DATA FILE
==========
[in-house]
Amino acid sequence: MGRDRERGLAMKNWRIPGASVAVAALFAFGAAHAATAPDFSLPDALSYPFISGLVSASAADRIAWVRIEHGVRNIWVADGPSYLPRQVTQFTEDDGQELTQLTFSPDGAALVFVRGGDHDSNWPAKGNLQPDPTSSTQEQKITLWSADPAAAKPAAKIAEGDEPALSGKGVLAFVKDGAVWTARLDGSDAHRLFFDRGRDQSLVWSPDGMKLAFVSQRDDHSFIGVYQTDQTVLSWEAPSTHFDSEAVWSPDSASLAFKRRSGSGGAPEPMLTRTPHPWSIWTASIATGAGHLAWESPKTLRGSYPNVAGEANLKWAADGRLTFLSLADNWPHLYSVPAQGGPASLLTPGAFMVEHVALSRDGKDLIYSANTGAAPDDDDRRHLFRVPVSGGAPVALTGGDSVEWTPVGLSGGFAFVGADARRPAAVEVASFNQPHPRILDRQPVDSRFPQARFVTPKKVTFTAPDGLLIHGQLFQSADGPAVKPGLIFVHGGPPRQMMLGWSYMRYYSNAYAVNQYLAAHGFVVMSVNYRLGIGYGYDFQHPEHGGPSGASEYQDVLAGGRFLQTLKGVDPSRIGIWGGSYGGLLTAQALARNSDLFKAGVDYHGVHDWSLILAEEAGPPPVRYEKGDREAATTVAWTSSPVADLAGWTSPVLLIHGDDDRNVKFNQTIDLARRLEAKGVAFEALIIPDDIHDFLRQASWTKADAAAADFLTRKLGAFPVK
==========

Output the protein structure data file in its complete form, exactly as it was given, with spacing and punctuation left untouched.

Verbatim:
[in-house]
Amino acid sequence: MGRDRERGLAMKNWRIPGASVAVAALFAFGAAHAATAPDFSLPDALSYPFISGLVSASAADRIAWVRIEHGVRNIWVADGPSYLPRQVTQFTEDDGQELTQLTFSPDGAALVFVRGGDHDSNWPAKGNLQPDPTSSTQEQKITLWSADPAAAKPAAKIAEGDEPALSGKGVLAFVKDGAVWTARLDGSDAHRLFFDRGRDQSLVWSPDGMKLAFVSQRDDHSFIGVYQTDQTVLSWEAPSTHFDSEAVWSPDSASLAFKRRSGSGGAPEPMLTRTPHPWSIWTASIATGAGHLAWESPKTLRGSYPNVAGEANLKWAADGRLTFLSLADNWPHLYSVPAQGGPASLLTPGAFMVEHVALSRDGKDLIYSANTGAAPDDDDRRHLFRVPVSGGAPVALTGGDSVEWTPVGLSGGFAFVGADARRPAAVEVASFNQPHPRILDRQPVDSRFPQARFVTPKKVTFTAPDGLLIHGQLFQSADGPAVKPGLIFVHGGPPRQMMLGWSYMRYYSNAYAVNQYLAAHGFVVMSVNYRLGIGYGYDFQHPEHGGPSGASEYQDVLAGGRFLQTLKGVDPSRIGIWGGSYGGLLTAQALARNSDLFKAGVDYHGVHDWSLILAEEAGPPPVRYEKGDREAATTVAWTSSPVADLAGWTSPVLLIHGDDDRNVKFNQTIDLARRLEAKGVAFEALIIPDDIHDFLRQASWTKADAAAADFLTRKLGAFPVK